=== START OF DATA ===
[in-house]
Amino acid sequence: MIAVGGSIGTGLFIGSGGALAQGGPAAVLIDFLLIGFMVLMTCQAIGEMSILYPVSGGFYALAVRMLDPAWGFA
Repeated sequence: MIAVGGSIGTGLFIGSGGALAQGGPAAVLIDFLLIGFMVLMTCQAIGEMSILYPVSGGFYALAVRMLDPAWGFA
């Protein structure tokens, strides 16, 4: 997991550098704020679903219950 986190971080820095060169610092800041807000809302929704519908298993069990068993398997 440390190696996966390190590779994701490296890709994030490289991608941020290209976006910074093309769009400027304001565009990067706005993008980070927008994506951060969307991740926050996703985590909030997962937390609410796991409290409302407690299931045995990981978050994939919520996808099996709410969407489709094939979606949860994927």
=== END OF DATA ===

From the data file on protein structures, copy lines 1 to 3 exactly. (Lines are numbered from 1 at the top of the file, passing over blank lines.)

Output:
[in-house]
Amino acid sequence: MIAVGGSIGTGLFIGSGGALAQGGPAAVLIDFLLIGFMVLMTCQAIGEMSILYPVSGGFYALAVRMLDPAWGFA
Repeated sequence: MIAVGGSIGTGLFIGSGGALAQGGPAAVLIDFLLIGFMVLMTCQAIGEMSILYPVSGGFYALAVRMLDPAWGFA